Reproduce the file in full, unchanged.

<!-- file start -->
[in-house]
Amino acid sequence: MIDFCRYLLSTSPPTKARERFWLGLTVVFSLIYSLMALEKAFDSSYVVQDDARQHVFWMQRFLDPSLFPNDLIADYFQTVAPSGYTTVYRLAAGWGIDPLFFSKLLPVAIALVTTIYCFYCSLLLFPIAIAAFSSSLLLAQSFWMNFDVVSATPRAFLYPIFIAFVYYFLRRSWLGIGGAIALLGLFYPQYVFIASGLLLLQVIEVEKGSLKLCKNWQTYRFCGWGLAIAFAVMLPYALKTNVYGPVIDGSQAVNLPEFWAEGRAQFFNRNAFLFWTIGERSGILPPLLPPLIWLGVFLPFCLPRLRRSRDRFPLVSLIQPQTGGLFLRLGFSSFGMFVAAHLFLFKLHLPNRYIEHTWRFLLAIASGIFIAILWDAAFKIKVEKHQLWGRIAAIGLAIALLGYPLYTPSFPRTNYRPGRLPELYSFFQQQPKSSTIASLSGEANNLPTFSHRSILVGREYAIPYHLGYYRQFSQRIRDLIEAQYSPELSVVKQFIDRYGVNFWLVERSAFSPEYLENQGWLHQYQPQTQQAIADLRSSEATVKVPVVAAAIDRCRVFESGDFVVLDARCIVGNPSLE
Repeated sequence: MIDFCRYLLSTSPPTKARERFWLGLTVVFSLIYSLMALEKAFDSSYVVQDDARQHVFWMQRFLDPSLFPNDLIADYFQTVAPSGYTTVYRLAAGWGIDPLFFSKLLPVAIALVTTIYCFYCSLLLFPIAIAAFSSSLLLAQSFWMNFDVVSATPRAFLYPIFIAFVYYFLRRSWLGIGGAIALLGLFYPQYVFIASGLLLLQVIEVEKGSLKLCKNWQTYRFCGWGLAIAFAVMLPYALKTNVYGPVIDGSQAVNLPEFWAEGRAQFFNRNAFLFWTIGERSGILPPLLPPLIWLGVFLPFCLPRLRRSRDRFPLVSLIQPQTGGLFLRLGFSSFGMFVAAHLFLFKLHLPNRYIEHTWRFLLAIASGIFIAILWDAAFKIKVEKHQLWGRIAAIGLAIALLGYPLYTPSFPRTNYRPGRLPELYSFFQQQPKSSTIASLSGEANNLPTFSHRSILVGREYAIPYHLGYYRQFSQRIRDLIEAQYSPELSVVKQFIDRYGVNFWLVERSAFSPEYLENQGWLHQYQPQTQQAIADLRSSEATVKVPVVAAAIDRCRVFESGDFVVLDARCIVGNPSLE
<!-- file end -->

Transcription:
[in-house]
Amino acid sequence: MIDFCRYLLSTSPPTKARERFWLGLTVVFSLIYSLMALEKAFDSSYVVQDDARQHVFWMQRFLDPSLFPNDLIADYFQTVAPSGYTTVYRLAAGWGIDPLFFSKLLPVAIALVTTIYCFYCSLLLFPIAIAAFSSSLLLAQSFWMNFDVVSATPRAFLYPIFIAFVYYFLRRSWLGIGGAIALLGLFYPQYVFIASGLLLLQVIEVEKGSLKLCKNWQTYRFCGWGLAIAFAVMLPYALKTNVYGPVIDGSQAVNLPEFWAEGRAQFFNRNAFLFWTIGERSGILPPLLPPLIWLGVFLPFCLPRLRRSRDRFPLVSLIQPQTGGLFLRLGFSSFGMFVAAHLFLFKLHLPNRYIEHTWRFLLAIASGIFIAILWDAAFKIKVEKHQLWGRIAAIGLAIALLGYPLYTPSFPRTNYRPGRLPELYSFFQQQPKSSTIASLSGEANNLPTFSHRSILVGREYAIPYHLGYYRQFSQRIRDLIEAQYSPELSVVKQFIDRYGVNFWLVERSAFSPEYLENQGWLHQYQPQTQQAIADLRSSEATVKVPVVAAAIDRCRVFESGDFVVLDARCIVGNPSLE
Repeated sequence: MIDFCRYLLSTSPPTKARERFWLGLTVVFSLIYSLMALEKAFDSSYVVQDDARQHVFWMQRFLDPSLFPNDLIADYFQTVAPSGYTTVYRLAAGWGIDPLFFSKLLPVAIALVTTIYCFYCSLLLFPIAIAAFSSSLLLAQSFWMNFDVVSATPRAFLYPIFIAFVYYFLRRSWLGIGGAIALLGLFYPQYVFIASGLLLLQVIEVEKGSLKLCKNWQTYRFCGWGLAIAFAVMLPYALKTNVYGPVIDGSQAVNLPEFWAEGRAQFFNRNAFLFWTIGERSGILPPLLPPLIWLGVFLPFCLPRLRRSRDRFPLVSLIQPQTGGLFLRLGFSSFGMFVAAHLFLFKLHLPNRYIEHTWRFLLAIASGIFIAILWDAAFKIKVEKHQLWGRIAAIGLAIALLGYPLYTPSFPRTNYRPGRLPELYSFFQQQPKSSTIASLSGEANNLPTFSHRSILVGREYAIPYHLGYYRQFSQRIRDLIEAQYSPELSVVKQFIDRYGVNFWLVERSAFSPEYLENQGWLHQYQPQTQQAIADLRSSEATVKVPVVAAAIDRCRVFESGDFVVLDARCIVGNPSLE